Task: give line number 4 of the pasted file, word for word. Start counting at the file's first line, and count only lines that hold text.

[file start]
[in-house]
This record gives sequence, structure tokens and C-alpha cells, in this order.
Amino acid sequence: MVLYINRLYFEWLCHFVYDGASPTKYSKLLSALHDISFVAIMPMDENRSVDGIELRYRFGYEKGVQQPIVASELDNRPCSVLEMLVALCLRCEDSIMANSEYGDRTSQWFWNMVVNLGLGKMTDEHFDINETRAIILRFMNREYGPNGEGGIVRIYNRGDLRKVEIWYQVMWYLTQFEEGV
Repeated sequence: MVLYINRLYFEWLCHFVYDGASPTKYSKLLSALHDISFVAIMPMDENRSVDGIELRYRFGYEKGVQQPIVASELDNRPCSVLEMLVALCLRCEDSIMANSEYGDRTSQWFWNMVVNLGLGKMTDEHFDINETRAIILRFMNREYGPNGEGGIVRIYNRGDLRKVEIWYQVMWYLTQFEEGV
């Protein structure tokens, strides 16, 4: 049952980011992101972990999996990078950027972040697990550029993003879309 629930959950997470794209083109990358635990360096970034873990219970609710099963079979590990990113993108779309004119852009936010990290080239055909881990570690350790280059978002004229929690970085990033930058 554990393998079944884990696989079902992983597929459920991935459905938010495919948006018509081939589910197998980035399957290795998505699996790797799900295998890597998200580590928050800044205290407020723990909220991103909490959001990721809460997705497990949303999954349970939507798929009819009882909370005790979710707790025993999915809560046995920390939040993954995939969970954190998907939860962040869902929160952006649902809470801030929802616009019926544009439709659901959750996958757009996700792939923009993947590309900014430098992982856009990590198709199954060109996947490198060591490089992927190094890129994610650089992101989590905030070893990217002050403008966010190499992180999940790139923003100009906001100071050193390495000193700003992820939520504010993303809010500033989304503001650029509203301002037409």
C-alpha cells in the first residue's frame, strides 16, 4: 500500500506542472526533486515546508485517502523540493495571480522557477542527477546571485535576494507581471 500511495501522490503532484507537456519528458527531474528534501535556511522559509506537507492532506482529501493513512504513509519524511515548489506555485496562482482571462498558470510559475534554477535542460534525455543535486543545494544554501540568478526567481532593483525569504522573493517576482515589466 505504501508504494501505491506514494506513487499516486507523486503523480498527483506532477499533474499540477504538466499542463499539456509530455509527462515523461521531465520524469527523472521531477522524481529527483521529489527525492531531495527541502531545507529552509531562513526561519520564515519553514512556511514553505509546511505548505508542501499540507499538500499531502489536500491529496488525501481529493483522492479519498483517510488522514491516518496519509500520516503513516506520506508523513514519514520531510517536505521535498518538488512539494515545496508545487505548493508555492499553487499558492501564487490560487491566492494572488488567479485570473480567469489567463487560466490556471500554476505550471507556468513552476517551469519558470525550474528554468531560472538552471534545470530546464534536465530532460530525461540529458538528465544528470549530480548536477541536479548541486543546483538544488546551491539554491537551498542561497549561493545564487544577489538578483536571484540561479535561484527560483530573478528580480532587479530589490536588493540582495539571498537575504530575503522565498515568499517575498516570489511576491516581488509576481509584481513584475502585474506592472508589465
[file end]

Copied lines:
Repeated sequence: MVLYINRLYFEWLCHFVYDGASPTKYSKLLSALHDISFVAIMPMDENRSVDGIELRYRFGYEKGVQQPIVASELDNRPCSVLEMLVALCLRCEDSIMANSEYGDRTSQWFWNMVVNLGLGKMTDEHFDINETRAIILRFMNREYGPNGEGGIVRIYNRGDLRKVEIWYQVMWYLTQFEEGV